[He lights a very small fia me, a mere taper, uniter a very large iron kettle. Then all at once an air of Quiet leisure comes orer JEFF’S movements. He conns back from the kettle to the chair and hans against it with his

back to BILL. He takes a paper out of his jmcket, faits on spectacles and starts to read if.]

MACARTNEY. — "Is that the noon paper?"

JEFF.—“No. Train aint in yet llooking through the headings). hair and warm. It’s last night’s. Ten-pound bass caught in the Lake. 1 was looking for a piece Johnson said was here.. Aged couple celebrati—that’s not it. Old beaver dam found in Toronto Park—no—new coffer

dam for Welland Canal—no--’

SMITH.—“Beat’s all what a lot of noose there is in summer time.”

Jeff.—“Will dämm all Niagara—no-

Ohio breaks damm-”

Macartney.—“Are you looking for a

silver mine?"

Jeff.—“Why. I thought it said something alx>ut the Lone Star, but it don t seem to.”

Macartney.—“The Lone Star! Har! Har! You won’t find it in the paper any more. Why, the thing’s clean broke.” Jeff.—“Broke! Why I tell you that mine’s just beginning. There’s more

money in that mine-”

[£’>ifer, ANDY, the man of all work at Smith's Hotel. He has a club 'foot that drags, and a decent face, -and speaks with a hunk-de-hunk in his voice.]

ANDY (looking toward SMITH).—“Say. Billy sent me over from the bar. That stranger that just come in from Toronto this morning wants a drink.”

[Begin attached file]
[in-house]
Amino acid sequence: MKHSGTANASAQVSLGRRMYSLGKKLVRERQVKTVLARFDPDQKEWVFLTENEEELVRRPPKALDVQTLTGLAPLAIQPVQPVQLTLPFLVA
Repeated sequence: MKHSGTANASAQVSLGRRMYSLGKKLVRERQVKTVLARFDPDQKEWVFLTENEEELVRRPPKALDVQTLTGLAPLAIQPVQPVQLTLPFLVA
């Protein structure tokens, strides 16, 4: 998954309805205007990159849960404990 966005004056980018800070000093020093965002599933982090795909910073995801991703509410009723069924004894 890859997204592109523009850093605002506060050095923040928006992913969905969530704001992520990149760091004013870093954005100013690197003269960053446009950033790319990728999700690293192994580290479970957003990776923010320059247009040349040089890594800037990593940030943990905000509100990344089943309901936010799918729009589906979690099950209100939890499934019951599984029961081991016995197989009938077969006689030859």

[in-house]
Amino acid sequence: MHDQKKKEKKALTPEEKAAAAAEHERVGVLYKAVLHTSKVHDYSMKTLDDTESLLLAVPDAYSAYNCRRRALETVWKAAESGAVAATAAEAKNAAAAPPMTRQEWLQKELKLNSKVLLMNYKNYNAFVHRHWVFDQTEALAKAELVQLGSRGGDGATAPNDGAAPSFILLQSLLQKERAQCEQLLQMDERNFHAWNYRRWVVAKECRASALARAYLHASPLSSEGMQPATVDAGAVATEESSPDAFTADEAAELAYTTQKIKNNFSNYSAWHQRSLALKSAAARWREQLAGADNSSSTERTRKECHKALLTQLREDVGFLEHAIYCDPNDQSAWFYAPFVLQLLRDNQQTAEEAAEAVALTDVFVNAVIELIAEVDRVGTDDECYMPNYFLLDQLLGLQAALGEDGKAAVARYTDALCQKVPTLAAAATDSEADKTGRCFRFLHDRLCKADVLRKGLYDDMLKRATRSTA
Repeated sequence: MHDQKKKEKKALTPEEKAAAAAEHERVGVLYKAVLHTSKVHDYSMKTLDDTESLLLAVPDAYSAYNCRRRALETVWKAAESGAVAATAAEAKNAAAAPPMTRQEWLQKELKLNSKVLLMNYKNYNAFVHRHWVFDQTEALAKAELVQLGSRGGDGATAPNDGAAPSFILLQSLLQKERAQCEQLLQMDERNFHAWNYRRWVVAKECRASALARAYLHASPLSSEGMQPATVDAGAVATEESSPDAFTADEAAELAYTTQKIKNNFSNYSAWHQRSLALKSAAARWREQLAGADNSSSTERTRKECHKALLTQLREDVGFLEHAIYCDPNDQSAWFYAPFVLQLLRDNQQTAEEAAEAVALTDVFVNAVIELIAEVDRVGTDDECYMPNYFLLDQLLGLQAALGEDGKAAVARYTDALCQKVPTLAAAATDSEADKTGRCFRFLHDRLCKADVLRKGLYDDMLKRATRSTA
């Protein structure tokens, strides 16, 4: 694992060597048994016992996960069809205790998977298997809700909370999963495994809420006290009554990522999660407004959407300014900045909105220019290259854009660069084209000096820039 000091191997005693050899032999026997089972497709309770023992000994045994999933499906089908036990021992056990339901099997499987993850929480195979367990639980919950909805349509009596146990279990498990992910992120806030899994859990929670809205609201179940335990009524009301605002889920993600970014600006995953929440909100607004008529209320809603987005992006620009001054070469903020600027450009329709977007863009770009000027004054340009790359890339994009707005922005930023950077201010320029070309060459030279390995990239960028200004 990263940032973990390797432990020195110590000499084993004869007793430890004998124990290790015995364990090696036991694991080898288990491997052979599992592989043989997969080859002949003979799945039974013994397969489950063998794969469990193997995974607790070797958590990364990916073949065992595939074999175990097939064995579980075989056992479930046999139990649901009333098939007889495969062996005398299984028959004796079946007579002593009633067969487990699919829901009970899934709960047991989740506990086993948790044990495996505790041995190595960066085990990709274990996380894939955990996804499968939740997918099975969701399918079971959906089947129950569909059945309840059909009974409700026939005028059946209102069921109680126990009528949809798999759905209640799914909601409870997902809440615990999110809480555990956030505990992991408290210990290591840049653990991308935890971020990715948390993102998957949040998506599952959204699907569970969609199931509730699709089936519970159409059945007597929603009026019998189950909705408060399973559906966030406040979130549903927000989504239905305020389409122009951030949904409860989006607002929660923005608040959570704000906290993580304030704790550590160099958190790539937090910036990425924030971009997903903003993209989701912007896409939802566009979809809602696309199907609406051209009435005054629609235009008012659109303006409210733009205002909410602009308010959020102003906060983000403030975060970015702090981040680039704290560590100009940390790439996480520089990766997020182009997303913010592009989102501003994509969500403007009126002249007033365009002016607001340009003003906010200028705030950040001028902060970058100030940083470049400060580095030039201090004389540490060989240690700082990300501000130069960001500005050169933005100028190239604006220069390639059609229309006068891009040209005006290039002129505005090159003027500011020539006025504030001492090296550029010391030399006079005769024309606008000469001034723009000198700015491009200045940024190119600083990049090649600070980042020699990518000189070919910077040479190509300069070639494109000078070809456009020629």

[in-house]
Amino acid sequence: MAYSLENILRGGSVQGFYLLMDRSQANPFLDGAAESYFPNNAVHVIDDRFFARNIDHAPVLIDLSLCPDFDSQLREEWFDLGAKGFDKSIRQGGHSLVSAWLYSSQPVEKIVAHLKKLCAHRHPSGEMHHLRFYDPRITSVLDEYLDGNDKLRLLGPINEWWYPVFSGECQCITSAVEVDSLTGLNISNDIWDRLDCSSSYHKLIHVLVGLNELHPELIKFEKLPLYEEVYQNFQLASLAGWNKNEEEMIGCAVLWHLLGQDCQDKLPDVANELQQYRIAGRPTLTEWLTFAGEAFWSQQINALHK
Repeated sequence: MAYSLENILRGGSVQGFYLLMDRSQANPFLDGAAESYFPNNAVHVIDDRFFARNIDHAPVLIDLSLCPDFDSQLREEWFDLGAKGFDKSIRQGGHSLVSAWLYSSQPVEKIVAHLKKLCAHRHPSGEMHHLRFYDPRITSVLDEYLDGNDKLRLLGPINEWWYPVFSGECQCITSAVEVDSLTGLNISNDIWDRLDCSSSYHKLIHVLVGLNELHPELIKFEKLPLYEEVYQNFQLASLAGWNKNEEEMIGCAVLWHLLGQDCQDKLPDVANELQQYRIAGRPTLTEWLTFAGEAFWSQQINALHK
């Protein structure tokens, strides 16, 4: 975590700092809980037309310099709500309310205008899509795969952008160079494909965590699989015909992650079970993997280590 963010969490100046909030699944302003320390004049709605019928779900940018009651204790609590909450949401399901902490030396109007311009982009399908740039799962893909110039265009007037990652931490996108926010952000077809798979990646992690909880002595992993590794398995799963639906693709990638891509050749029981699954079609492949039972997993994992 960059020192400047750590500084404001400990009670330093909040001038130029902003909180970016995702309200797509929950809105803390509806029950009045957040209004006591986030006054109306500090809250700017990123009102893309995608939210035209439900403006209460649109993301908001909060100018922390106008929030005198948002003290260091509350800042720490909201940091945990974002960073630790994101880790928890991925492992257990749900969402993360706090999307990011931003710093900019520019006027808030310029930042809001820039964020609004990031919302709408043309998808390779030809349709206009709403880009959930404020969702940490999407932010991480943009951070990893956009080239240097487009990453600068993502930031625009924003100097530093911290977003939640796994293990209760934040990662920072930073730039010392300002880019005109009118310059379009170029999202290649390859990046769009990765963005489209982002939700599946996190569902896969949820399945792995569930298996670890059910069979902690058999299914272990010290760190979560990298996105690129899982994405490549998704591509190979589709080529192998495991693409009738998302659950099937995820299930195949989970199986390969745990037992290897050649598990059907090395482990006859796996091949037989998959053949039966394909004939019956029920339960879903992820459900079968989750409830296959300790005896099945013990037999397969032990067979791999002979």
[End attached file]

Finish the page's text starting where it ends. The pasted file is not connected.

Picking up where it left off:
Smith.—“Well, why don’t Billy give it

to him?” v ,

Andy'.—“He says he wants a Noo lork

Golden Fizz.” .

Smith.—“W’ell. tell Billy to make him


ANDY. —> “Billy says he don’t know how.”

SMITH.—“He don’t? Well tell him to— to take about a half a pint of whiskey and —is there any eggs in the bar?"

Andy.—“Only what was there from last week.”

Smith.—"Them’ll do. Tell him to put a couple of eggs in—and anything else he’s got handy—and to Shake it upjrood. That’s a Sparkling Fizz. And tell him to shake it behind the bar, see?”

Andy.—“Behind the bar!" (Starts to go out.)

Continued on page "75.

Sunshine in Mariposa

Continued from jmge 21.

SMITH. — “Yes—ami say— (ANPY is mue outside the door). Tell Billy them (¡olden Fizzes is fifty cent* apiece—or sixty cents for two if he wants another.” ANPY (off stage in the street).—“Alright.”

SMITH (gets up and speaks through the door). — “Or, Andy! Tell Billy sixty cents—he won’t want two.”

Macartney.—“Who is this stranger. Josh?”